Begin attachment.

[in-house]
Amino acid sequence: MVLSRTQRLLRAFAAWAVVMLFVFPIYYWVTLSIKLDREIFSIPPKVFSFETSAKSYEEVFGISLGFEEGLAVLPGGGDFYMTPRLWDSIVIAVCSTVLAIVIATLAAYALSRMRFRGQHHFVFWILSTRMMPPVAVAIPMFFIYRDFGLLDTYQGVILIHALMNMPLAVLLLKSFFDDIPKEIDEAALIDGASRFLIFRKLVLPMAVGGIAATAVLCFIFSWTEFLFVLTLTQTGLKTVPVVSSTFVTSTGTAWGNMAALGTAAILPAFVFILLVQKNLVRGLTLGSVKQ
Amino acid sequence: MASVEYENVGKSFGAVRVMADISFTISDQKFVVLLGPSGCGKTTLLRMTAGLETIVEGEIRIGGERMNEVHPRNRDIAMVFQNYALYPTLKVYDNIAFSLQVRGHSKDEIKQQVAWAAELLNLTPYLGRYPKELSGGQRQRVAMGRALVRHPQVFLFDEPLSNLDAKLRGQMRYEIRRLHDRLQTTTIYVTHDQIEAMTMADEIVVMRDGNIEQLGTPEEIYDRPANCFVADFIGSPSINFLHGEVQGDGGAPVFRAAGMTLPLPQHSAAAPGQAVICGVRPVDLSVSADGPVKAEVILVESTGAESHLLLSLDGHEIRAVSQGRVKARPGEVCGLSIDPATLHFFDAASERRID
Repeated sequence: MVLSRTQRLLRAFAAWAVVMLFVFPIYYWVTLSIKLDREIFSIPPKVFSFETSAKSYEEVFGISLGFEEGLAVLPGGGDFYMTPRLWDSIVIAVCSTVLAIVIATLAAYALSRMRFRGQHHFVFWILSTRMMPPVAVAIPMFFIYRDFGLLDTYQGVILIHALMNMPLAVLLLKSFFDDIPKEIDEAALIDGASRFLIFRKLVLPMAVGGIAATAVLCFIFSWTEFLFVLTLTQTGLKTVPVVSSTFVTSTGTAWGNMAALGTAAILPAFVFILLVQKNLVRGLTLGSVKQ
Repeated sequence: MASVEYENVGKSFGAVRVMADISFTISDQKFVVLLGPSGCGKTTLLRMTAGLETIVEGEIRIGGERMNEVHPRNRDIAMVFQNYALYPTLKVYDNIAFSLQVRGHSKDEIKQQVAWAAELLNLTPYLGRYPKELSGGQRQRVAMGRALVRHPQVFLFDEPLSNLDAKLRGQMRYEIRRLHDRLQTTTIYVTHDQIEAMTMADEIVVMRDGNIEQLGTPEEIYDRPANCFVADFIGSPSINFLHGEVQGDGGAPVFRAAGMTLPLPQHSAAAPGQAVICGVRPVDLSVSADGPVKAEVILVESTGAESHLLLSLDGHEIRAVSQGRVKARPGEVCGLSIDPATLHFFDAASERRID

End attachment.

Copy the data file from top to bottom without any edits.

[in-house]
Amino acid sequence: MVLSRTQRLLRAFAAWAVVMLFVFPIYYWVTLSIKLDREIFSIPPKVFSFETSAKSYEEVFGISLGFEEGLAVLPGGGDFYMTPRLWDSIVIAVCSTVLAIVIATLAAYALSRMRFRGQHHFVFWILSTRMMPPVAVAIPMFFIYRDFGLLDTYQGVILIHALMNMPLAVLLLKSFFDDIPKEIDEAALIDGASRFLIFRKLVLPMAVGGIAATAVLCFIFSWTEFLFVLTLTQTGLKTVPVVSSTFVTSTGTAWGNMAALGTAAILPAFVFILLVQKNLVRGLTLGSVKQ
Amino acid sequence: MASVEYENVGKSFGAVRVMADISFTISDQKFVVLLGPSGCGKTTLLRMTAGLETIVEGEIRIGGERMNEVHPRNRDIAMVFQNYALYPTLKVYDNIAFSLQVRGHSKDEIKQQVAWAAELLNLTPYLGRYPKELSGGQRQRVAMGRALVRHPQVFLFDEPLSNLDAKLRGQMRYEIRRLHDRLQTTTIYVTHDQIEAMTMADEIVVMRDGNIEQLGTPEEIYDRPANCFVADFIGSPSINFLHGEVQGDGGAPVFRAAGMTLPLPQHSAAAPGQAVICGVRPVDLSVSADGPVKAEVILVESTGAESHLLLSLDGHEIRAVSQGRVKARPGEVCGLSIDPATLHFFDAASERRID
Repeated sequence: MVLSRTQRLLRAFAAWAVVMLFVFPIYYWVTLSIKLDREIFSIPPKVFSFETSAKSYEEVFGISLGFEEGLAVLPGGGDFYMTPRLWDSIVIAVCSTVLAIVIATLAAYALSRMRFRGQHHFVFWILSTRMMPPVAVAIPMFFIYRDFGLLDTYQGVILIHALMNMPLAVLLLKSFFDDIPKEIDEAALIDGASRFLIFRKLVLPMAVGGIAATAVLCFIFSWTEFLFVLTLTQTGLKTVPVVSSTFVTSTGTAWGNMAALGTAAILPAFVFILLVQKNLVRGLTLGSVKQ
Repeated sequence: MASVEYENVGKSFGAVRVMADISFTISDQKFVVLLGPSGCGKTTLLRMTAGLETIVEGEIRIGGERMNEVHPRNRDIAMVFQNYALYPTLKVYDNIAFSLQVRGHSKDEIKQQVAWAAELLNLTPYLGRYPKELSGGQRQRVAMGRALVRHPQVFLFDEPLSNLDAKLRGQMRYEIRRLHDRLQTTTIYVTHDQIEAMTMADEIVVMRDGNIEQLGTPEEIYDRPANCFVADFIGSPSINFLHGEVQGDGGAPVFRAAGMTLPLPQHSAAAPGQAVICGVRPVDLSVSADGPVKAEVILVESTGAESHLLLSLDGHEIRAVSQGRVKARPGEVCGLSIDPATLHFFDAASERRID